I am a Canadian citizen and have a few questions regarding becoming a non-taxable resident. To become non-taxable

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Customer: Hello, i am a Canadian citizen and have a few questions regarding becoming a non-taxable resident. To become non-taxable resident, what happens to my RRSP and RESP accounts...etc? Also does it affect my future CPP, OAS, GIS payout...etc when I return to live in Canada? In addition, I have court order for child support, will that hinder me from becoming non-taxable resident?Thank you in advance!
Answered by James Macdonnell in 48 mins 2 years ago
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James Macdonnell
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James Macdonnell, Expert

Where are you intending to live to be a non-taxable resident?
Customer
I'm thinking about Southeast Asia for future job opportunities but don't have a particular place in mind yet. Will the whereabouts play a role in it?
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James Macdonnell, Expert

Well as long as you have assets in Canada that generate income in Canada you will have to file
A t1 general every year.
Customer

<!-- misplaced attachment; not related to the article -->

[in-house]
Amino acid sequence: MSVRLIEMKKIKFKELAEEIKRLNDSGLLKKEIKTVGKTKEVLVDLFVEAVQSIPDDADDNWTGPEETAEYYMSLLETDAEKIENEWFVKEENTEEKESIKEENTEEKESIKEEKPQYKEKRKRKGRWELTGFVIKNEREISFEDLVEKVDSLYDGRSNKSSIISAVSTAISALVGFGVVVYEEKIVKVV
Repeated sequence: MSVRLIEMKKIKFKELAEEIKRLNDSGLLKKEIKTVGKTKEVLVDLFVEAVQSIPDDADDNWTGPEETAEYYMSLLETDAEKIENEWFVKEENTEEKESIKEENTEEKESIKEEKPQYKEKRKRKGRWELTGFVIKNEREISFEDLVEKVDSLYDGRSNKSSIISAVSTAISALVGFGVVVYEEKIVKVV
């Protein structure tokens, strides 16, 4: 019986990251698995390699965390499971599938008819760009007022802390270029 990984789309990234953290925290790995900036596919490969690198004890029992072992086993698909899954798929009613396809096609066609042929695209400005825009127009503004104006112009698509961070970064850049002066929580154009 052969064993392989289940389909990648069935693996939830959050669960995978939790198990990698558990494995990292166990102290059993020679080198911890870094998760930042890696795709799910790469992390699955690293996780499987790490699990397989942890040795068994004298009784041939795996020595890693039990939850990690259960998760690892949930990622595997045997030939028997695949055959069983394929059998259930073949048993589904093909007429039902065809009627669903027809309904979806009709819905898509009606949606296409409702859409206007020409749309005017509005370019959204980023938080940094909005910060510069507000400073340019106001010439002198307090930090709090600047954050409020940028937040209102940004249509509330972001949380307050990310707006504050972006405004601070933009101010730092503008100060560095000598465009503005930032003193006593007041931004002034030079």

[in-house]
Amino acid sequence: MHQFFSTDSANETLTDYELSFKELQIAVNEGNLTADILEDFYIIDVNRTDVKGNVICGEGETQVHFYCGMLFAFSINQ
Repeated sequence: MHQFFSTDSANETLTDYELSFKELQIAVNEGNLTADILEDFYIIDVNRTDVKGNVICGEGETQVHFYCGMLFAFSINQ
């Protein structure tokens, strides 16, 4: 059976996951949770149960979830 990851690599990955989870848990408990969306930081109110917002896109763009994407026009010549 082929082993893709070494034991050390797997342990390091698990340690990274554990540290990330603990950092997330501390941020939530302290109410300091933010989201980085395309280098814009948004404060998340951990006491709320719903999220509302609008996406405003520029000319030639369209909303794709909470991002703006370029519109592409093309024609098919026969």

Thank you! Do you know if I can withdraw amounts from RRSP anytime in order to close it (will have to pay taxes of course)? Also will court order for child support prevent me from becoming non-taxable resident status?
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James Macdonnell, Expert

You can withdraw RRSPs. Tax payable upon withdrawal. As long as you pay child support you shouldn’t have a problem. Failure to pay can result in your passport being revoked.
Customer
I see. If i become non-taxable resident, how does it calculate my amount of payment, since i no longer need to file for T1 anymore?
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James Macdonnell, Expert

If you wish to retain your Canadian citizenship the CRA requires that you file a T1 General every year declaring sources of income from all sources. If you reside outside the country and pay income tax in that jurisdiction you will pay tax in Canada. However, that still does not erase the obligation of all Canadian citizens to file a T1 general. I would consult a chartered accountant to get an answer that takes into account your specific circumstances.
Customer
Thank you James! It's very helpful. Much appreciated!
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